That was what we had agreed upon in Vermont. And when our legs couldn’t talk, we’d say a few words to let everyone else know that you were doing some coaxing but the bottom line was no fucks given. Let’s ride bikes. All day. Till its done.
The best part about this agreement was that we never had to verbally agree to it; we all just knew it was the best way to go about such a thing. So when we arrived in Vermont last week we were completely free to enjoy other things. Like learning all the words to Taylor Swift’s 1989 on the ride from Boston to Pawlet. Like selecting the choicest wine at the gas station to drink when we finally arrived at the farm-house we’d rented for the long weekend. Like talking about lifes’ trials and tribulations, like finding the best swimming hole in the evening, drinking coffee on the porch slowly in the morning, picking vegetables in the garden for dinner (after we’d wrenched bikes, after we’d poured bourbon) the night before we attempted to ride back to back Prestige races. Something that no one had ever done before, because it was never an option before. Something that only a team of women could do.
The Rapha Prestige races are a somewhat “underground” (and yet not at all secret) series of unsanctioned, unsupported, practically unmapped races with gentleman’s rules. The first team to finish the course wins, and the team must cross the finish line together. Every man and woman for themselves, the last team in wins the lantern rouge. Because the courses are only announced a few days before the gun going off, there’s really no vetting them or training on them. Effectively, it’s an adventure race on road bikes. What could be more fun? The courses typically contain a relatively ridiculous amount of elevation gain, and they always have a quantity of terrain that the average bike rider will find to be trying. Even soul crushing. We were anticipating that — since we all ride dirt quite often — there wasn’t much that could surprise us at the Rapha Northeast Prestige. Instead, the surprises we were anticipating were how our legs would feel racing two such days back to back; first against the mixed and mens teams, and the second against the women’s teams. We kept telling ourselves that we didn’t really care how well we did over all — that the win was having the chance to be out there, spinning with each other. But we all knew deep down that we did care. That we wanted all the glory of coming out as close to the top as possible. Because we were strong. And if anyone could do it, it would be us.
So we started an easy peasy/happy-g0-lucky weekend of bike riding/racing with wine and friends and food and all the good things. The only (albiet short) conversation we had that was actually about BIKES and how to ride them as we smashed our souls and our legs into the county dirt roads that awaited us, was what I like to call the “Yellow Shoes Strategy” I learned from my good friend Jac; if a rider started to feel that the pace was too quick, the climb to big or long, or the day getting away from them, they call Yellow Shoes. If all is well, and we’re good to roll, it’s Green Shoes. A catastrophic failure of body or bike (say, for example falling off laughing when your wheel gets caught in the gravel and you tip over into a ditch laughing) is Red Shoes. There needn’t be an explanation of why you’re Red Shoes. You don’t have to explain through sniveling tears or hunger pangs why you’re Yellow Shoes. You let your legs do the talking. The rest would just happen.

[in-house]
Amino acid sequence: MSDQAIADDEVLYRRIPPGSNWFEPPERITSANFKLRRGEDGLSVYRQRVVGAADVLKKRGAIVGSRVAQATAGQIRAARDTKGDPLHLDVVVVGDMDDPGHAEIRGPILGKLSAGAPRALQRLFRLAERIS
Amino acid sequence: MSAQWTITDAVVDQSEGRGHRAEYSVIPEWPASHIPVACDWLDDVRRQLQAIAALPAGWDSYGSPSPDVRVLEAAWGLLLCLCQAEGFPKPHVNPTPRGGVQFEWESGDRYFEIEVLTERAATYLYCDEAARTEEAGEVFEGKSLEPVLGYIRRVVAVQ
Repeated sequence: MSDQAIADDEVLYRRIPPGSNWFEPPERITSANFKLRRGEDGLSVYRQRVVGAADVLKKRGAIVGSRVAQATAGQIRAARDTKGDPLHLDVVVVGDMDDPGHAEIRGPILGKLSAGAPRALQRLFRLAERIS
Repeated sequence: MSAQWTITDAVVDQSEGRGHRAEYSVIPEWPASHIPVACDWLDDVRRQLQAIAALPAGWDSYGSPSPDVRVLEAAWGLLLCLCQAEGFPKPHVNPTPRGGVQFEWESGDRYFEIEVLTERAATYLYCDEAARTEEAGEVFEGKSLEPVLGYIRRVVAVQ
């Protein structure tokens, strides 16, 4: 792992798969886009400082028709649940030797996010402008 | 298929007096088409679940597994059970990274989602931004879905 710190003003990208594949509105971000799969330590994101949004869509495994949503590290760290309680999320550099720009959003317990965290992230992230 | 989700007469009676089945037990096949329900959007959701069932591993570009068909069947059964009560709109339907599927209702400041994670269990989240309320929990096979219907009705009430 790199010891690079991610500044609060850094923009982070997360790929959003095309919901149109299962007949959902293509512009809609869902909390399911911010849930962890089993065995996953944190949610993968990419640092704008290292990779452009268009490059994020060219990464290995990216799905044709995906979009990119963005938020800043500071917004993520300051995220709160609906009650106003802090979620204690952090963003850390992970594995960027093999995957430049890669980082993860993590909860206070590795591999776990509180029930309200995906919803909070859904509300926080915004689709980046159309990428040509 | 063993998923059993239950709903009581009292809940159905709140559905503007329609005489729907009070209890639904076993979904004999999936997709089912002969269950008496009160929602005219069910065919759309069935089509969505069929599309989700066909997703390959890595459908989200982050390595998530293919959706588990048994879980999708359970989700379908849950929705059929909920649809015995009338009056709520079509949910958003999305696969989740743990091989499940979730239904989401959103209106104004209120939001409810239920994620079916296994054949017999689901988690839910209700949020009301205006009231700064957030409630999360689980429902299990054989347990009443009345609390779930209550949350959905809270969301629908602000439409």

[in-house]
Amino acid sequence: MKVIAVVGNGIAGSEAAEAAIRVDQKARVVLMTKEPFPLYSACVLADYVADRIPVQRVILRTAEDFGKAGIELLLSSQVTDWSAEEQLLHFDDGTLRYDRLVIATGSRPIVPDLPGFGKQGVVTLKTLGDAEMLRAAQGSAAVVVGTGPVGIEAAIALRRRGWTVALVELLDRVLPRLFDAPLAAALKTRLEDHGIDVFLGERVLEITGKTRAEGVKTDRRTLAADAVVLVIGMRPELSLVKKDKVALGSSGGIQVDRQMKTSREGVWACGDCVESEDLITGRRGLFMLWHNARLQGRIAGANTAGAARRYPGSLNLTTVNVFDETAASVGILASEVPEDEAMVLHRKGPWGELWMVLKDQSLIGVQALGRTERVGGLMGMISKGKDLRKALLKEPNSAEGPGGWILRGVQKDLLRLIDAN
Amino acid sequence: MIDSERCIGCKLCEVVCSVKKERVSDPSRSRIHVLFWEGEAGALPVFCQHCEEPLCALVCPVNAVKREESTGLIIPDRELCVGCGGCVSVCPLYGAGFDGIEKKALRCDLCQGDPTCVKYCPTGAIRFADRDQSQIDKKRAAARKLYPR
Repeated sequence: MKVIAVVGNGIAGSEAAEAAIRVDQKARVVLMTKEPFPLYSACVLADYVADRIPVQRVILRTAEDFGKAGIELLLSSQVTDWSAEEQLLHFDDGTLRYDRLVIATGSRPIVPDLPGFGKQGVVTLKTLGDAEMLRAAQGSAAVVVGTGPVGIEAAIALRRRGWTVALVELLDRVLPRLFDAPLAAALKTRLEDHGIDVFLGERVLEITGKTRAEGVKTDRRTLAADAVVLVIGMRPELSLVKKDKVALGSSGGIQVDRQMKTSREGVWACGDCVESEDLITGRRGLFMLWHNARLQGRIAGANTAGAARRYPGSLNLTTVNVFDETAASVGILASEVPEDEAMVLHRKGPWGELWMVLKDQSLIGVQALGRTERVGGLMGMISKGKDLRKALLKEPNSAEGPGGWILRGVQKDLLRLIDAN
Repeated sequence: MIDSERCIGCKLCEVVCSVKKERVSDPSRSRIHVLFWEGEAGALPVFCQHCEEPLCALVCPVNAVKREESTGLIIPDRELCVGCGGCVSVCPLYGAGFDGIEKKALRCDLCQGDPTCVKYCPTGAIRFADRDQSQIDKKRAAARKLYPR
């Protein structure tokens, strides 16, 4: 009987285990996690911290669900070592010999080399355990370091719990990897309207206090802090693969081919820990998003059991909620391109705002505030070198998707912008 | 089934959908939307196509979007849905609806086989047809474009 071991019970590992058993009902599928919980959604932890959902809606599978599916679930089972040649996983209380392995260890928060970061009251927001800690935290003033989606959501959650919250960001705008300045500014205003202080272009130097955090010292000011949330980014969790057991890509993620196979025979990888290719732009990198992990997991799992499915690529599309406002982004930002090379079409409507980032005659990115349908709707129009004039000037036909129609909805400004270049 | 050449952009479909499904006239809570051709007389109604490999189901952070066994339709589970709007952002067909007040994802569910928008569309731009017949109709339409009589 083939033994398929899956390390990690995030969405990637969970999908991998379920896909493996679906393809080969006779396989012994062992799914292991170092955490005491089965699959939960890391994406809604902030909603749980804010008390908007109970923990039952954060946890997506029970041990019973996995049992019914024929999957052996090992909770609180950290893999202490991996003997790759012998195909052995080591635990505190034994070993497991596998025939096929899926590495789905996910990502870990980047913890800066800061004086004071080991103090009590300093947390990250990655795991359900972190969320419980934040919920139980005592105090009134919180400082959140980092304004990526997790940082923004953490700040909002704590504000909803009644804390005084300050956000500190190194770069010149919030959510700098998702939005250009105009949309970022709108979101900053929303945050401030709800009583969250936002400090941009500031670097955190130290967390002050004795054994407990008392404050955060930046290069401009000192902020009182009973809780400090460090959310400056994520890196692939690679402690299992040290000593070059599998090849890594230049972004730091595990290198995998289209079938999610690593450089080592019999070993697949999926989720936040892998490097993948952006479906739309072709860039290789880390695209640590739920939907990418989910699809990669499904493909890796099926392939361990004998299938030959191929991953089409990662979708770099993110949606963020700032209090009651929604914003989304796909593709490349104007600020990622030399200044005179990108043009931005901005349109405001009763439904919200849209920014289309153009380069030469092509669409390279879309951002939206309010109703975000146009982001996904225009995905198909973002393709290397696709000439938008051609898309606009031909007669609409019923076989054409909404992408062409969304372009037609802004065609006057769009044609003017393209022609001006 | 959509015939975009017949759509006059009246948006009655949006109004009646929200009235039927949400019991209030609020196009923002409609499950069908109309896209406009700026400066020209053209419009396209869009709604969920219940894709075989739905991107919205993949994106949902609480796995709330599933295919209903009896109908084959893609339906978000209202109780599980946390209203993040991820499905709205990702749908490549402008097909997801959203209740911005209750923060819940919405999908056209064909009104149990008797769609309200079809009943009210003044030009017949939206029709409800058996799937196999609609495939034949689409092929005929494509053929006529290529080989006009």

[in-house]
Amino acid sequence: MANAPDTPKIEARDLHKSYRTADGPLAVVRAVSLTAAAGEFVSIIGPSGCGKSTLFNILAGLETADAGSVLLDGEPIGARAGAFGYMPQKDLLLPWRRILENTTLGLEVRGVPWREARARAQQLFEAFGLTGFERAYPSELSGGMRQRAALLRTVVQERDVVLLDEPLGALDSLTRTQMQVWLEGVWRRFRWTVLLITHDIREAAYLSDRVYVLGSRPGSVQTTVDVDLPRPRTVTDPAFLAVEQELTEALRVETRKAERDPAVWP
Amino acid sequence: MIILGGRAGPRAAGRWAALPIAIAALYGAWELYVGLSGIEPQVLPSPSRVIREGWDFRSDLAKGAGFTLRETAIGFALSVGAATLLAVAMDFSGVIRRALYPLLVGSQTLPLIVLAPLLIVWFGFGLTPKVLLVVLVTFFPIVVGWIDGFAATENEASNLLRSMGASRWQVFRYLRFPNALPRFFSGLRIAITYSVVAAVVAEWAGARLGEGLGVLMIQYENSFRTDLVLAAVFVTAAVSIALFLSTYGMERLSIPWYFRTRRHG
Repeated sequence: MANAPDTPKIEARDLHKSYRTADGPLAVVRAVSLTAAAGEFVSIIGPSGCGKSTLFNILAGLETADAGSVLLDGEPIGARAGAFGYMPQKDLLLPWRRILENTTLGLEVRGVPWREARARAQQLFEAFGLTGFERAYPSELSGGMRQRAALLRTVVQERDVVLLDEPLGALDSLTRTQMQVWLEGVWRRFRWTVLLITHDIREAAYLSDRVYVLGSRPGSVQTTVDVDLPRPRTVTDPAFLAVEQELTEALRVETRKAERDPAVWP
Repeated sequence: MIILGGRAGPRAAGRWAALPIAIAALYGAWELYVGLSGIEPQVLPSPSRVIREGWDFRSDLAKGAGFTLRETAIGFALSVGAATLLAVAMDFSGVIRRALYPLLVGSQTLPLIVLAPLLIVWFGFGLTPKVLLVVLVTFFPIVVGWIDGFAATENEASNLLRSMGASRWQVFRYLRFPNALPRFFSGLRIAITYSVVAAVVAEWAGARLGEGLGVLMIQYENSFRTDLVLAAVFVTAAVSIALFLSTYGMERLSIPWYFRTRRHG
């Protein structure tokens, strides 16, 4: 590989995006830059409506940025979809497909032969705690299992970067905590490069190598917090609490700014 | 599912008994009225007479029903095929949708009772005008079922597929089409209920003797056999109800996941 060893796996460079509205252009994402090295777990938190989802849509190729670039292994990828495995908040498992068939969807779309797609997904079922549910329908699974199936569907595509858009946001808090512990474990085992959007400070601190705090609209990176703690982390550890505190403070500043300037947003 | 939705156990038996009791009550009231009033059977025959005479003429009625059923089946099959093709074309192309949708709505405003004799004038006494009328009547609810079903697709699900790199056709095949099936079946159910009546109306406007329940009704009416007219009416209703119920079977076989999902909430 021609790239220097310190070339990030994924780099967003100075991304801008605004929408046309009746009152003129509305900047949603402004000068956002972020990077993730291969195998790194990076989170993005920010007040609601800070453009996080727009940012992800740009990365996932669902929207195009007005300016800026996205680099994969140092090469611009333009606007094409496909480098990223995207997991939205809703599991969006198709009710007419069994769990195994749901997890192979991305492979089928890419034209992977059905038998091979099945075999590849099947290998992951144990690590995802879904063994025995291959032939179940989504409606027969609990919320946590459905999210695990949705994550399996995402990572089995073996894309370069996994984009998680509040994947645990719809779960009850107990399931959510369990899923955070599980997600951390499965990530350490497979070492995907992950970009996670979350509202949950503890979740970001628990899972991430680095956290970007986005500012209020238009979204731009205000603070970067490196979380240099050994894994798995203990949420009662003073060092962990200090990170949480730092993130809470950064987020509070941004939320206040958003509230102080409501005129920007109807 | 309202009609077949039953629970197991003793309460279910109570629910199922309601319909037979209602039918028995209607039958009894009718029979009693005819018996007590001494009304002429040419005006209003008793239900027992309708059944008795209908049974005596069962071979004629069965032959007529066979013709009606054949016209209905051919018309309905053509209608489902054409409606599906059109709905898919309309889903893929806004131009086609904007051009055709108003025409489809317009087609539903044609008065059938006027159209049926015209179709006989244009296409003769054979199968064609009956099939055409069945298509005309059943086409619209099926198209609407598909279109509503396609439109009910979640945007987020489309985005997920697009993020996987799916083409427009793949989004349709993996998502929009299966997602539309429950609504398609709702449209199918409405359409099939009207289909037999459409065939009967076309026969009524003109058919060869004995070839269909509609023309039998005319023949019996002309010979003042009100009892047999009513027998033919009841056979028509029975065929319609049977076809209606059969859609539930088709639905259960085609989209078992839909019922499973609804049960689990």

It was a pretty excellent strategy. We rolled out into the chilly morning, fog collecting in the hillsides and across the fields where bales of hay and horses still seemed to be sleeping. We laughed most of the way, ripping down the gravel descents under the leafy canopy of the forest, steady rolling up the hills and along ribbon roads past barns, farms and general stores that were certainly something out of a movie set, spinning through thoughts on life as we went. We covered 116 miles that first day, and finished completely unscathed and quite happy with ourselves. We even had the stamina to drink bourbon with the boys over dinner until they were too tired to stay up any longer. Then we woke up the next day and did it – and more even — all over again. This time with more intention, pushing harder up the hills, tucking harder on the descents, allowing our brains and arms to be jostled to exhaustion on the dirt, singing louder when we started to feel the pain. Paying more attention to how close the other teams were. We all had our little Yellow Shoe moments but for the most part we were green green shoes under green green trees in the Green Mountain State.
We came out on top, in our book at the very least. I wanted to share a few pictures here because I’ve been looking at them all week as other crazy things have unfolded, as they do (among them, a special project for Strava is in the works and I took some new photographs with this talented guy early in the week, then spent the balance deep in preparation/partying as part and parcel for this special event that happened over the weekend, among other bits and pieces.)
I’ve had a bit to sort through from the inside out and I don’t know exactly how I would do it, or what I would do without the bike as a vehicle to do so. Maybe some of you can relate to that. Maybe you can also relate to the idea that all I wanted after riding that weekend was a huge beer and a huge bowl of this maple ice cream.
While the weekend was filled with joy, jubilation and pure awesomeness, there were also some good sweat and tears shed over these dirt roads and I won’t forget them soon for that good reason. To the ladies who braved this big old challenge with me, good lord I would never do this without you. I’m terribly grateful to have you, and all of your crass jokes, sage wisdom and no fucks. Where are we going next?
And to Vermont, thanks for everything. – xo L